In addition to a renovation and new model of care, Wesley Manor Retirement Community gains a fresh face.
FOR IMMEDIATE RELEASE
October 31, 2016
Dothan, AL – Wesley Manor Retirement Community, a well-respected retirement community in Dothan, has just introduced a new name and logo in conjunction with the renovation of the campus.
“Although Wesley Manor has been a part of this community for nearly 50 years,” says Christopher Tomlin, President and CEO of Methodist Homes of Alabama and Northwest Florida, Wesley Manor’s parent organization, “the term ‘manor’ has become outdated and no longer meets the image that we want to convey to the Dothan community.”
The name will drop the word “manor” and be replaced by “Wesley Place on Honeysuckle.”
Wesley Manor has made many changes this past year to renew, refresh and restore the exceptional services it provides to the Dothan community, including a renovation, a name change, and a new logo. Starting in October, Wesley Manor will now be known as Wesley Place on Honeysuckle, and feature a beautiful, bright new logo.
As part of Wesley Place on Honeysuckle’s renovation and expansion, the community will be opening a newly constructed rehabilitation center, The Rehab Inn. Unlike other rehabilitation centers, The Rehab Inn will host a revolutionary new model that is changing the way people look at how rehab services are provided. Rather than being treated as a patient, people will be treated as guests.
“It will be similar to going to a hotel. We have concierge service and you’ll be taken to your suite, have hospitality type amenities, and be in a home-like environment,” says Jeff Kirby, Administrator at Wesley Place on Honeysuckle.
Assisted Living plays an important role in the lives of senior adults all over the United States. To recognize the importance of and educate the public on assisted living services, the National Center for Assisted Living established an annual weeklong celebration known as Assisted Living Week. This year, Assisted Living Week is September 11 through the 17.
The National Center for Assisted Living website states that “the annual observance encourages assisted living communities around the country to offer a variety of events and activities to celebrate the individuals they serve, as well as to help educate members of the public about this distinctive aspect of long term care.”
This year, Wesley Place on Honeysuckle, formerly known as Wesley Manor, will be participating in this weeklong celebration with a number of events and activities for staff and residents. Each day will have a different theme, with a corresponding lunch, including the highly anticipated “Southern Cooking Day.” Continue reading “Wesley Place on Honeysuckle Assisted Living “Keeps Connected””
Residents at Wesley Place on Honeysuckle, formerly known as Wesley Manor, spend their free time doing the things they enjoy most, from making music, creating art and dining, to relaxing, exercising and socializing, all thanks to the exceptional services and amenities provided to them.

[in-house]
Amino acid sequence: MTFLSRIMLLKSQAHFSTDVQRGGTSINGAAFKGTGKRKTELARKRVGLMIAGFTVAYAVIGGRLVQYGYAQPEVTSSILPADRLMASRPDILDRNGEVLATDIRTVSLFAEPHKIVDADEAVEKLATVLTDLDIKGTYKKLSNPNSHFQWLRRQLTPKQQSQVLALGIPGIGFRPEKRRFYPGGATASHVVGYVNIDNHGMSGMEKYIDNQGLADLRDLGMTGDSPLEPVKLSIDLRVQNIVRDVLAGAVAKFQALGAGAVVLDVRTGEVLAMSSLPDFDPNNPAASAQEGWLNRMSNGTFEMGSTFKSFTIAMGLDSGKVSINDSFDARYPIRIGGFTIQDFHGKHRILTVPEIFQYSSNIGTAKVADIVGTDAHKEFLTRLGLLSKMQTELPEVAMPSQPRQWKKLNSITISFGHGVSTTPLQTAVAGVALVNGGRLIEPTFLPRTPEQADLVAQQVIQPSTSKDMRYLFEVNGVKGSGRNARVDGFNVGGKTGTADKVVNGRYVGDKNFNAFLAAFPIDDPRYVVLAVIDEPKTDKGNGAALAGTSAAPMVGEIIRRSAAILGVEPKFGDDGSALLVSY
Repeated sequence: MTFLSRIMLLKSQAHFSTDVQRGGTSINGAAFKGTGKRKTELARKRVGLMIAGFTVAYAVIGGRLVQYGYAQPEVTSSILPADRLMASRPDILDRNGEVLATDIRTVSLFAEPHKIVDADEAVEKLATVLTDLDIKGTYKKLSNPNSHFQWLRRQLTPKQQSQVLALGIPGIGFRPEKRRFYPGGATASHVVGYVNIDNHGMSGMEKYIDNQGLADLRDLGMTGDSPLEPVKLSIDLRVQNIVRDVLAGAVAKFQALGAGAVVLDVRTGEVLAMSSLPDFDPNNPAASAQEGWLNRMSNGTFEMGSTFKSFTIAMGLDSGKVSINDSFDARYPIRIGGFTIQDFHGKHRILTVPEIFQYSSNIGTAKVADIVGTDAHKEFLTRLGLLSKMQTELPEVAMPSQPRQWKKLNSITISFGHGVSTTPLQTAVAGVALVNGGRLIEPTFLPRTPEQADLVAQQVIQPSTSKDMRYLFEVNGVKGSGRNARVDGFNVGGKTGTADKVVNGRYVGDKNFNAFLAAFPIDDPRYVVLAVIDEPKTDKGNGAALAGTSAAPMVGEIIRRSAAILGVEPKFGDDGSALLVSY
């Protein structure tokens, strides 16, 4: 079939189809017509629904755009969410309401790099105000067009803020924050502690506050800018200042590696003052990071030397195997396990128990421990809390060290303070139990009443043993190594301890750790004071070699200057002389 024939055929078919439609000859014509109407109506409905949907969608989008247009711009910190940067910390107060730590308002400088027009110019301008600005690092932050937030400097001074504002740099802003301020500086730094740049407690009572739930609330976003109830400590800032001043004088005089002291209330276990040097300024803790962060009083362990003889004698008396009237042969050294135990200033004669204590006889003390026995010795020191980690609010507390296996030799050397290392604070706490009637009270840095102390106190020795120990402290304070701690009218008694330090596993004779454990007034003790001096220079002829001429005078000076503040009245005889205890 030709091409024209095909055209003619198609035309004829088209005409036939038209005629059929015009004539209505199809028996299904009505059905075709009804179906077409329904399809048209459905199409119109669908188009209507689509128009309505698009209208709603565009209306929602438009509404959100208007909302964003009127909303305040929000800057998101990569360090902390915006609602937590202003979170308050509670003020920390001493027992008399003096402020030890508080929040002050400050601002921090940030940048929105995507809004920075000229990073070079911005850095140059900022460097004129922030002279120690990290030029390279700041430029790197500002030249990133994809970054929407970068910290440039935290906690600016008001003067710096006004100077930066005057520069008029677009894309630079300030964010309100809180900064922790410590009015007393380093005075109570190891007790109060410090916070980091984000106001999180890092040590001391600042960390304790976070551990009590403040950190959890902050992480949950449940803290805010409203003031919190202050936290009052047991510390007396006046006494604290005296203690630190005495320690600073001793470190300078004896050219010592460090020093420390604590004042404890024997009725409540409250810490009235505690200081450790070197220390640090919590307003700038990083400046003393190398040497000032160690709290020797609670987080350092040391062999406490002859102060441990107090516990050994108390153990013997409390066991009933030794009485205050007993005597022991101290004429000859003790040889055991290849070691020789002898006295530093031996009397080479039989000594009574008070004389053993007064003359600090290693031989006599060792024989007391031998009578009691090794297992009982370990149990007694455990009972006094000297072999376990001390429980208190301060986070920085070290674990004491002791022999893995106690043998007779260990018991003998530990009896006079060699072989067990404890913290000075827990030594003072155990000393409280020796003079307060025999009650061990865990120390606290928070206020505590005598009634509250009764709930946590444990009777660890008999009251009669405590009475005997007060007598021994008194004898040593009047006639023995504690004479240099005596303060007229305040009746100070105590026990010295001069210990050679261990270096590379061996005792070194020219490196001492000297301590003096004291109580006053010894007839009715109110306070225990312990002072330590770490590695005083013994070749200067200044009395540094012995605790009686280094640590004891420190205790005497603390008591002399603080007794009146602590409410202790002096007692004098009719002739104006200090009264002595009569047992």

Carol and Dennis Rodgers have been residents of Wesley Place on Honeysuckle for nearly two years, and in that time, they have taken many opportunities to change their lifestyles for the better.
Carol, an avid piano player, and Dennis, an Alabama sports fan, take advantage of the services and amenities offered at Wesley Place on Honeysuckle in order to spend more time doing the things they enjoy most.
“Living at Wesley Place on Honeysuckle sure does make it easier for me to play the piano,” says Carol. “I don’t have to cook and clean up. Not having to do those things frees up time.”
Friends of Wesley Manor Auxiliary Enriches Lives of Residents and Staff at Dothan Retirement Community
FOR IMMEDIATE RELEASE
August 23, 2016
Dothan, AL – The exceptional staff at Wesley Manor Retirement community in Dothan spend their days focused on the health and wellness of residents who live there. Working in someone’s home is a privilege, and the relationships that are built with the residents grow every day. But there are no limitations on friendship and compassion when it comes to our aging population. There are always additional opportunities to enhance someone’s life, and this is where Friends of Wesley Manor steps in.
Friends of Wesley Manor is a special group of community volunteers that focuses on enriching the lives of the staff and residents who live and work at Wesley Manor, the Dothan retirement community that has been providing quality care to seniors for nearly 50 years.
“We connect the needs of those at Wesley Manor with the people and organizations who I know can help,” says Teresa Lassiter, president of Friends of Wesley Manor.
The group is comprised of individual volunteers and church groups in the Dothan area. It brings special touches to Wesley Manor by planning birthday parties for the residents, decorating during the holidays, and assisting in running the local convenience shop, Molly’s Market. Members spend quality time with residents sharing in their favorite activities, and raising the funds to make it all possible. They also decorate more than 20 trees at Christmas time, with the help of 60 volunteers.